In Theory of the Film: Sound, Bela Balazs argues that silence in sound film is more powerful than in any other of the performing arts including stage and radio productions:

“Silence is when the buzzing of a fly on the windowpane fills the whole room with sound and the ticking of a clock smashes time into fragments with sledgehammer blows.”[1]

In this poetic example, the theorist points to something greater than the complete absence of sound, which is something others believe impossible to achieve in life. Theorist and philosopher Jacques Attali wrote in regards to listening that “death alone is silent.”[2] This means that from the moment we are born, the conscious and hearing-enabled constantly experience the sounds around them. Even in the vacuum of space, for the few seconds we would be able to survive unprotected, the sound of blood pumping through our system would still be audible to us. Balazs explains with colorful language that to be silent means to listen to sounds that usually go unnoticed. For example, as I thoughtfully type this essay — in a room that most would describe as silent for the lack of dialogue occurring – I can hear the distinct buzzing of two fridges in the kitchen next to me. I can hear cars passing on the street a block over. Sitting in silence in this case is by no means silent. I am able to discern the state of my surroundings and my place in them by navigating the amplified buzzes and creaks around me.

In film, or more specifically what he calls “sound film,” Balazs argues that this kind of silence works as a moment of reflection or tension for the character(s) on screen as well as the audience. In this way the symbiotic audio/visual nature of sound film is rendered essential to Balazs’ theory of sound. Though sound and film exist separately, the power of cinematic storytelling lies in the utilization of both mediums. The only way silence can act, as an enhanced room tone of sorts is to incorporate visual cues of space and depth. Furthermore, if there is no human face to express emotion or react to the silence, then a significant portion of the story is lost. Balazs explains that “sound alone is not space creating,”[3]; if it is accompanied by visualizations of a space, however, a rich soundscape can add depth and tension to a scene.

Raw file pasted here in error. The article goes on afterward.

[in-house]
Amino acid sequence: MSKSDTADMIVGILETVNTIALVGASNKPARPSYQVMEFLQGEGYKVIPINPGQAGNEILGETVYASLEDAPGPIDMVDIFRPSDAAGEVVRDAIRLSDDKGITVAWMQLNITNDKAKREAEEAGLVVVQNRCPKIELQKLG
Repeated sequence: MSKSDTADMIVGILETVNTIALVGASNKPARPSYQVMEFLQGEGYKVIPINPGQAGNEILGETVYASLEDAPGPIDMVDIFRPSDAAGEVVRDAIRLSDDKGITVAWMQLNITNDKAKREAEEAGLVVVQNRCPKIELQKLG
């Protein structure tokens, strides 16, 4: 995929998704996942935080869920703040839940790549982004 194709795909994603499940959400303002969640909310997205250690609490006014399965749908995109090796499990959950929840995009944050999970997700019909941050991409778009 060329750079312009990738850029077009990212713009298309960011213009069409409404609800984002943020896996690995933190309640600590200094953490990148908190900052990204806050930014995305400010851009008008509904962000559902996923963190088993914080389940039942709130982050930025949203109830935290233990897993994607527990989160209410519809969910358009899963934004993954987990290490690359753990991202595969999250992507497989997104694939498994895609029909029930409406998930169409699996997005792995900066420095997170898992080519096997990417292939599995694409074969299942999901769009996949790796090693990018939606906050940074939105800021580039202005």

In comparison to most feature films today, All is Lost (dir. J.C. Chandor, 2013) is considered a silent film because no more than a few dozen lines are delivered throughout the film, the majority of which are spoken within the first two minutes through voiceover. However, the film is in reality quite loud, with very few moments of technically absolute silence in the sound mix. As we follow the journey of the sole character played by Robert Redford, he sits without speaking and the soundscape is full of varying timbres of the sounds of the sea interacting with his vessel. We hear the wind blow across the water, across his windbreaker jacket, across the sails. We hear the scraping of his metal spoon in his metal can of beans. We hear the friction of the ropes pulling. All of these elements add up to create a complex silence that describes the space that Redford’s character occupies. We hear the roar of the tempest through various filters also, each providing a different perspective of the storm’s intensity as defined by Redford’s surroundings.

The most distinct moment in the soundscape of the film occurred right after the sailor was thrown overboard as he tried to put on the storm jib. He struggles in the water, trying to pull himself to the surface for quite sometime and when he gets back onto the boat, everything else in the mix disappears except his labored breathing. This fleeting moment of relative silence focuses the audience’s attention on the veteran yachtsman’s exhaustion. It also reveals the patience of Redford’s character. Instead of scrambling to get the jib fixed on the deck, he takes several moments to gather himself after almost drowning. In tension with Balazs’ theory, we do not however see his face as he rests on deck, though through his actions after the silence it is revealed to the audience that the silence meant the man knows his own limits.

Again he says nothing in this scene, but the sound mixing captures the varying environments the man experiences within a small time frame. With the visual imprint that this man is stuck on this yacht, we can close our eyes and interpret the space through the soundscapes. From the moment he steps out into the storm we can hear that the man is above water in the middle of a storm, then under water, then above water again with super focused breathing, and finally the relative quiet of the space below deck. These changes in timbre help color the soundscape, as Balazs would say, in relation to the visual image it is synced with.[4] Because of this we experience this storm in many different ways. The space that surrounds this muted man is rich with audible information about the circumstances of him and his boat. In the silence, he is interacting with his physical surroundings in such a way that highlights his thought process. And though taking a break in the middle of saving his boat – and in affect his life – might not seem like a great move, the sound mix adds purpose to the chaos by guiding the audience through the actions of this single, silent man.

[1] Bela Balazs, “Theory of the Film: Sound,” in Film Sound: Theory and Practice, ed. Elizabeth Weis and John Belton, (New York, USA: Columbia University Press, 1985), 118.

[2] Jacques Attali, “Listening,” in Noise: The Political Economy of Music (Minneapolis, USA: University of Minnesota Press, 1977), 3.

[3] Bela Balazs, “Theory of the Film: Sound,” 117.

[4] Ibid.

*Originally written in 2016 for an academic course at UCSC.

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